More than the waves of technology before it, wearables face a fashion problem that has become a major barrier to adoption. Laptops, tablets, and smartphones use design as a selling feature, but for these devices its more function over form. With technology we wear, it’s a whole other story. If wearables are going to succeed, they need to be worn, and what we wear today is more an expression of our style than a tool to keep us safe and warm. While most tech companies struggle to understand this, Intel has taken a fashion-first approach to wearable tech by moving tech into the background and letting those that make accessories and clothing lead the charge.
I recently had a chance to sit down with Ayse Ildeniz, Intel’s VP of New Devices Group, to talk about Intel’s partnerships with some of the world’s leading fashion brands, the company’s latest wearable tech module, Curie, and Intel’s mission in creating a fashionably connected world.
Ildeniz sat across from me wearing a pair of stylish specs and a black snakeskin bracelet set with gems and pearls. The bracelet, of course, was MICA, the $500 wearable collaboration between Intel and popular fashion brand Opening Ceremony. MICA, which stands for ‘My Intelligent Communication Accessory’, was one of the devices last year that marked a key shift in the wearable space: one focused on creating gadgets to a new approach attempting to marry tech and fashion. MICA also reflects Intel’s vision of a world where things you want to wear are smart and connected.
“There is a strategic difference in how Intel is approaching wearable technology compared to the rest of the industry,” Ildeniz told me. “Today what I see is a bunch of technology companies creating technological devices as wearables for people. What we want is for accessories that you are already wearing to be smart. There is a very big difference between the two: putting the smartness in what you are already wearing versus building something from scratch. This is why we made it a priority to partner with people who know how to do this. It’s been their job to create a brand. They know their business model and they lead it and we are the electronic supplier to what they are trying to build.”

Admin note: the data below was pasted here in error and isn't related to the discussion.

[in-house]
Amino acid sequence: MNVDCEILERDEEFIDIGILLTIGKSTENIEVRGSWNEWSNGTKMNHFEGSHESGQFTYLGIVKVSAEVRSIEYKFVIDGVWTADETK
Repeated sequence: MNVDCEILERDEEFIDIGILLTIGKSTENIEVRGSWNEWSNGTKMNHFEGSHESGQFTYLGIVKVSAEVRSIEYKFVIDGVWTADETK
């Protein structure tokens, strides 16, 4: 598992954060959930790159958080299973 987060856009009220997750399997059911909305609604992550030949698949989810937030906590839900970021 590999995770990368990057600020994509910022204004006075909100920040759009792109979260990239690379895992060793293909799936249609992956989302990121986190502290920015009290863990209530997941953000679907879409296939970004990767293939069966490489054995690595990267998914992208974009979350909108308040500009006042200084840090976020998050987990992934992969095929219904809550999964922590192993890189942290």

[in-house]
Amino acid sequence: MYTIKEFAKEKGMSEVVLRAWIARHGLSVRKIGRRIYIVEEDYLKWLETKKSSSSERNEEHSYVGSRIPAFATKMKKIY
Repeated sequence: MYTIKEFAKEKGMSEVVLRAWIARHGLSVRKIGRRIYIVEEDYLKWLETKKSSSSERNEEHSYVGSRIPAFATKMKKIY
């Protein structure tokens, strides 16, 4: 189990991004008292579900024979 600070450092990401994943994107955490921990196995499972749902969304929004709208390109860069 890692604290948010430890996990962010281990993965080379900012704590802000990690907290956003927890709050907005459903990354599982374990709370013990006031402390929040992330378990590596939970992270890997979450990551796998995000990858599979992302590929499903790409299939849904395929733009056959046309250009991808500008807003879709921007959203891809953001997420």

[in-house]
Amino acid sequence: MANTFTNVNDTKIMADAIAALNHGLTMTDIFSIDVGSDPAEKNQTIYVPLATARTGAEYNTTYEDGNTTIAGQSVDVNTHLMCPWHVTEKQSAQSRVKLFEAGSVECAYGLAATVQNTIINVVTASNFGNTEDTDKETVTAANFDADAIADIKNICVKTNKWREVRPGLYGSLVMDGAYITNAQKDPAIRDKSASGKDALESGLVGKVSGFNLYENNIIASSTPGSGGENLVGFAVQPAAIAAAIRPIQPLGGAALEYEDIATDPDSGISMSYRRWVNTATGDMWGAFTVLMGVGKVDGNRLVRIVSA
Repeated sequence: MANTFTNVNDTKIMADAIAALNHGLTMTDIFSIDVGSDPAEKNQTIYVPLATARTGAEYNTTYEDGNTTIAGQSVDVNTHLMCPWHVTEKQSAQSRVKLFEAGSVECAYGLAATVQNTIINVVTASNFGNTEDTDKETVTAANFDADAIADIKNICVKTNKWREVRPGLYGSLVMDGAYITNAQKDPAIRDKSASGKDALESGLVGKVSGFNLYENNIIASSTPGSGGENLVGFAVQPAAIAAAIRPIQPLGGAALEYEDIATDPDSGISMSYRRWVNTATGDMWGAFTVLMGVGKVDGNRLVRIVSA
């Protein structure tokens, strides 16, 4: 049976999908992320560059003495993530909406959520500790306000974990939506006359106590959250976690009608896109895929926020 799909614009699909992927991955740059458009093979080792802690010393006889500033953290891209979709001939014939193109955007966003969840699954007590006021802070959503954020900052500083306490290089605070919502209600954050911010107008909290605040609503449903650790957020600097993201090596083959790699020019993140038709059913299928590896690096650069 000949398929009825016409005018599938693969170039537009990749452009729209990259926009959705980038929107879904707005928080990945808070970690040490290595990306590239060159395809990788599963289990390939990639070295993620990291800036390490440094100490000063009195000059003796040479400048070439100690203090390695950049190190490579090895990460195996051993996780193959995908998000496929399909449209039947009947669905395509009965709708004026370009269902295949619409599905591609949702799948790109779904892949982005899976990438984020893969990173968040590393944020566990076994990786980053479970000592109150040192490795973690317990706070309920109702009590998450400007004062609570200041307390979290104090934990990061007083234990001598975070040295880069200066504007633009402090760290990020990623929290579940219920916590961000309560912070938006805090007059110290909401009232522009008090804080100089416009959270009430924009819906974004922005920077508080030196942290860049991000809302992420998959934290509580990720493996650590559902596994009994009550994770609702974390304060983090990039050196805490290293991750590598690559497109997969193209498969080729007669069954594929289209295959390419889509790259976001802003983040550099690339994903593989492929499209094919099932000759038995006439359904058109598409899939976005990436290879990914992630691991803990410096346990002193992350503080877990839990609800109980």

Ildeniz of course is referring not only to Intel’s partnership with Opening Ceremony, but also a slew of other fashion partners, including a multi-year collaboration with Italian eyewear company Luxottica, which controls over 80% of the world’s major eyewear brands (Ray-Ban, Oliver Peoples, Oakley, etc.). Intel also has a partnership with watch and jewelry group Fossil.
Intel’s “powered by” strategy is much different than how most of the other tech giants have approached the wearable opportunity. Samsung, Motorola, and even Apple are all building the tech and the accessory. And while we have seen some fashion collaborations, like Samsung and Black Diesel or Google Glass and DVF, they have been tacked on as an afterthought rather than integrated as an essential part of the product. For now, most of the tech companies seem to think that they can do it all, which often ends up creating good tech but awful looking accessories. This may be the reason why many wearables so far have seen slow adoption. Intel wants to turn this around. “The aesthetic and the fashion are most for us,” Ildeniz explained.
In fact, Intel believes that it isn’t the tech companies at all that should be leading this wave. “The fashion needs to lead this,” Ildeniz told me. “They are the ones who need to be at the forefront and in the driver seat rather than what the technology companies are doing.”
Intel’s fashion-focused strategy is rooted in what people are looking for in wearable tech. Last year, Intel conducted research to better understand what people wanted in a wearable. One portion of the people they interviewed said that they were looking for a wearable device to get information about themselves, such as steps and heart rate. The other half said that they wanted a device that let them communicate and stay connected. But the common request from the majority of the group was that regardless of what the device did it needed to look good.